Tuesday, March 12, 2013

Taking Grapes From A Blind Man

There is a Spanish tale about a poor child who is the servant to a blind man. It is a tale about how the child, Lazaro, learns cunning and how to cheat the cheaters. In the tale he is eating grapes with the blind man. They share them one at a time. The man then starts to take two, so Lazaro takes three. When the grapes are finished, the man calls Lazaro a cheat. Lazaro asks him why. The man says that if he cheats and if the boy says nothing, he will assume that the boy is cheating as well. The moral of the story (such as it is) is that everyone tries to cheat everyone else.

I have paraphrased this outline of what is in fact a famous Spanish tale. I have taken it from an article* on Smart Planet by the American, Barcelona-based writer Jennifer Riggins. It is unsurprising that the tale is as apparently famous as it is, as it is a fable for Spanish culture; success comes to those not who work hard and take risks but to those who are crafty and cunning - those who are cheats or, if you prefer, crooks.

I know a businessman and a pillar of society. Actually, I don't know him personally. I know of him and I know who he is. I also know what he is. I see him from time to time. He drives an ostentatiously large vehicle, the size of which is matched only by the gargantuan cigar which is permanently in his mouth. I am not someone prone to spite or to malevolence, but I would happily shove that cigar right down his fat neck. Why? Because of what I know about him.

I would like to believe that there are businesspeople who have achieved what they have through hard work and risk-taking and through these alone. I can think of some of whom I would be sorry to learn that they had achieved what they have by less than totally honourable means. But I wonder how many have followed this virtuous path to success. Jennifer Riggins says: "Spanish history and culture don't teach the philosophy of success by hard work and risk-taking but to have respect for those who have gained success through acting craftily and cunningly". Amen.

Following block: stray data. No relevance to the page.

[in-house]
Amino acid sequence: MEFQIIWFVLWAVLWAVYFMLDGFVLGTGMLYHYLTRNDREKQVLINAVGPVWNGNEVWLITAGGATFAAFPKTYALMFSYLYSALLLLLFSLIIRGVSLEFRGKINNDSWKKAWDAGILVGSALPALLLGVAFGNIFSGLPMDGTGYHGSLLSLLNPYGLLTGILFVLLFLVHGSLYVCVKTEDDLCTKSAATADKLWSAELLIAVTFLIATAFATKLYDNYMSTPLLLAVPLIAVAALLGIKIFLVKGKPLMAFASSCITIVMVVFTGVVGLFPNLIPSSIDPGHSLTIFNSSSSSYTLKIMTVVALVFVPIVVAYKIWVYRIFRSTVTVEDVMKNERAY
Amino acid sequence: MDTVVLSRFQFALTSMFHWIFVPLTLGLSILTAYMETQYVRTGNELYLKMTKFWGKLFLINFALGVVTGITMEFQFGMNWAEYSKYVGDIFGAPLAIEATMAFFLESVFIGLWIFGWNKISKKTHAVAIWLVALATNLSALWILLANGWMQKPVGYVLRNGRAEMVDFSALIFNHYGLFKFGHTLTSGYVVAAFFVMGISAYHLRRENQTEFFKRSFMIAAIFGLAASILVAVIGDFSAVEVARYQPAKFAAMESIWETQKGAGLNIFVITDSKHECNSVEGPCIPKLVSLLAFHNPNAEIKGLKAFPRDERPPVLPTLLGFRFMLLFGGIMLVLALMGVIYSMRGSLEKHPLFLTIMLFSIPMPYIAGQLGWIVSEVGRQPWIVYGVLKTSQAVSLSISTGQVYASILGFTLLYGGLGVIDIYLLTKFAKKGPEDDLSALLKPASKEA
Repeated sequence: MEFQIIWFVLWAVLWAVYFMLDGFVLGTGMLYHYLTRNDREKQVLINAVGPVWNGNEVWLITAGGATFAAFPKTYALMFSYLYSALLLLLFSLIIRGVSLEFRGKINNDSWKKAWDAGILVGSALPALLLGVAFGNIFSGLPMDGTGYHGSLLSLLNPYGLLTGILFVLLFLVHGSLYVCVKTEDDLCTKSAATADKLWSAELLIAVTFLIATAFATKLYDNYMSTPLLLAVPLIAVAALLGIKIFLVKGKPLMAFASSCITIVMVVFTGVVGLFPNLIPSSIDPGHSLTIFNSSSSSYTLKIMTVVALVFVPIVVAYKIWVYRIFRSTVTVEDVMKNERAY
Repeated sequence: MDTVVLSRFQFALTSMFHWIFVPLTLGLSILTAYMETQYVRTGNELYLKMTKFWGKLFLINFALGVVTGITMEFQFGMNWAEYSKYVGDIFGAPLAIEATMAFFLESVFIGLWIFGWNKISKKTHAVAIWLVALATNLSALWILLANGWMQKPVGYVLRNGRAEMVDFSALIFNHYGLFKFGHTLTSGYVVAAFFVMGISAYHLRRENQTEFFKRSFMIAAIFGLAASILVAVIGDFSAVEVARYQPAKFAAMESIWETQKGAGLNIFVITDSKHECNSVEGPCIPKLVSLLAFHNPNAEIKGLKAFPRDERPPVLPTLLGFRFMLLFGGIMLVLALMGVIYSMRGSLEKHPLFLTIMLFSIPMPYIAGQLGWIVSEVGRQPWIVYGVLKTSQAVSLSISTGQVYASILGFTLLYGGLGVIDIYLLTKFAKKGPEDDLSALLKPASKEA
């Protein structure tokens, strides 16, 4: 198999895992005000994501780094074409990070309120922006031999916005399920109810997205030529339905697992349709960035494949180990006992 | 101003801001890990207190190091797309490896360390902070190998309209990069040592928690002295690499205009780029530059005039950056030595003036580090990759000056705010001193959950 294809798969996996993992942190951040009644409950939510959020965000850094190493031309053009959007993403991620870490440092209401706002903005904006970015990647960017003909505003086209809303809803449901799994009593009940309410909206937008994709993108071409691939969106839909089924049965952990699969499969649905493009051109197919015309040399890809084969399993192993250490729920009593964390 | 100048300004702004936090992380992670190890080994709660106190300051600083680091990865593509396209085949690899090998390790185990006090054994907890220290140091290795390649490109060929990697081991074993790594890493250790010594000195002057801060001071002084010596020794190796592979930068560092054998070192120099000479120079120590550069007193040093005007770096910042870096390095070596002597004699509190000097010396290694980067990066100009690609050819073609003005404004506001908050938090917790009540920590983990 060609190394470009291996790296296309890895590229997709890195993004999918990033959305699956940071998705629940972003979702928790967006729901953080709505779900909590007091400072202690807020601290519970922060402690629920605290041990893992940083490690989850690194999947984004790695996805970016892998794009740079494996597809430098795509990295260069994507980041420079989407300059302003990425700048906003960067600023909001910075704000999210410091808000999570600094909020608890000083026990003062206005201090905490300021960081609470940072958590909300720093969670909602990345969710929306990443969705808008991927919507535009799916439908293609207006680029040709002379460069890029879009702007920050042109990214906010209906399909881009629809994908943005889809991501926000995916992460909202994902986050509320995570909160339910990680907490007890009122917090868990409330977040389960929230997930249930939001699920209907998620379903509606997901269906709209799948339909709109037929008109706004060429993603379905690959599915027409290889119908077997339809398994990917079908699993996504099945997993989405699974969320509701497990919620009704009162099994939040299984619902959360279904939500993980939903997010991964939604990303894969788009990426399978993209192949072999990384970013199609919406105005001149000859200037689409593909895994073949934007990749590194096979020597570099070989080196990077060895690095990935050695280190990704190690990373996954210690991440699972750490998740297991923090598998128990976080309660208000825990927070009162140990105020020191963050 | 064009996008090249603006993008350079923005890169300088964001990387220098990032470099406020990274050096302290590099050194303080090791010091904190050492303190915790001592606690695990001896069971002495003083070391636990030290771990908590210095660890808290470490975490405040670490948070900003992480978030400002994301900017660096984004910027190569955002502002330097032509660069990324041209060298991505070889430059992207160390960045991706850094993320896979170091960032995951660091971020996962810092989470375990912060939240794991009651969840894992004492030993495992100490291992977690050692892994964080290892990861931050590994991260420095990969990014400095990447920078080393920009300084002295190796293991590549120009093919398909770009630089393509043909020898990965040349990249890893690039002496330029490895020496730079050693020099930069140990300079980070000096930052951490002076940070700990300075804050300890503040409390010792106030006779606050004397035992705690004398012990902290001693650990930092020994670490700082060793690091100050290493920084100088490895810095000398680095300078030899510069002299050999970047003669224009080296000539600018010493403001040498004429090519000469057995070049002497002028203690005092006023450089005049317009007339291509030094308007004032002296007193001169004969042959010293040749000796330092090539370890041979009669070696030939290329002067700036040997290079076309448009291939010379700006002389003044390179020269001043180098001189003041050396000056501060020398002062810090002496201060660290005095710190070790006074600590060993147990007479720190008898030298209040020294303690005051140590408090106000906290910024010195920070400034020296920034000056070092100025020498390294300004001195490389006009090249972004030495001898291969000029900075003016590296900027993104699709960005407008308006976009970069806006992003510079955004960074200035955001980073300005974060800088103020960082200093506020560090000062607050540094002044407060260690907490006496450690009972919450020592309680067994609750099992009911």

A preference for the spoils of graft as opposed to graft (the word graft has two very different meanings) is one that elicits the not untypical response of "ah yes, but this is Spain", a response by both Spaniards and non-Spaniards. This is Spain. Yes, so it is. And look where it is. Cheating of all types is one reason for the country being where it is and one reason why getting away from where it is will be so damn difficult. It is a response that has to stop.

Spain has a national government that currently faces the embarrassment of being accused of harbouring some cheats of its own. Shrugging off this embarrassment, it seeks to find a way out of the ruddy great hole that the country is in by suggesting that it will make incentives available to entrepreneurs, young ones at that. The government has recently discovered a new political toy, one called entrepreneurialism and one, so the government hopes, that will lead Spain to a promised land of economic salvation. The government's hopes are misplaced. It is playing with its toy in a country not prone to being entrepreneurial or to honouring business risk-takers. Instead, it is a country that honours the dishonourable. It will argue that it doesn't and that it empowers judges and prosecutors to bring the dishonourable to book. Sometimes they are, but for the most part, "this is Spain" means that they aren't and so the wheel of honouring the cheats turns yet again.

The young, these mythical young entrepreneurs of which the government speaks, look on and see that cheating, taking more grapes than the blind man, is the way to succeed. They can see greater success from one form of graft over another, because this is how it is. This is Spain. They have no entrepreneurial streak because the education system prevents it, because parental attitudes are still fixed in times when education mattered only for its menial or dissatisfying consequence, because the banks prevent it, because the preferred option is for a life of non-productive, non-value-added civil service work (and if not this, then being a bar worker or some summer beach bum).

Yes, this is Spain. Spain of such tradition. Like the twelve grapes at New Year. Or thirteen, if you are with a blind man.

* http://www.smartplanet.com/blog/global-observer/why-the-spanish-arent-entrepreneurs/9312

Any comments to andrew@thealcudiaguide.com please.

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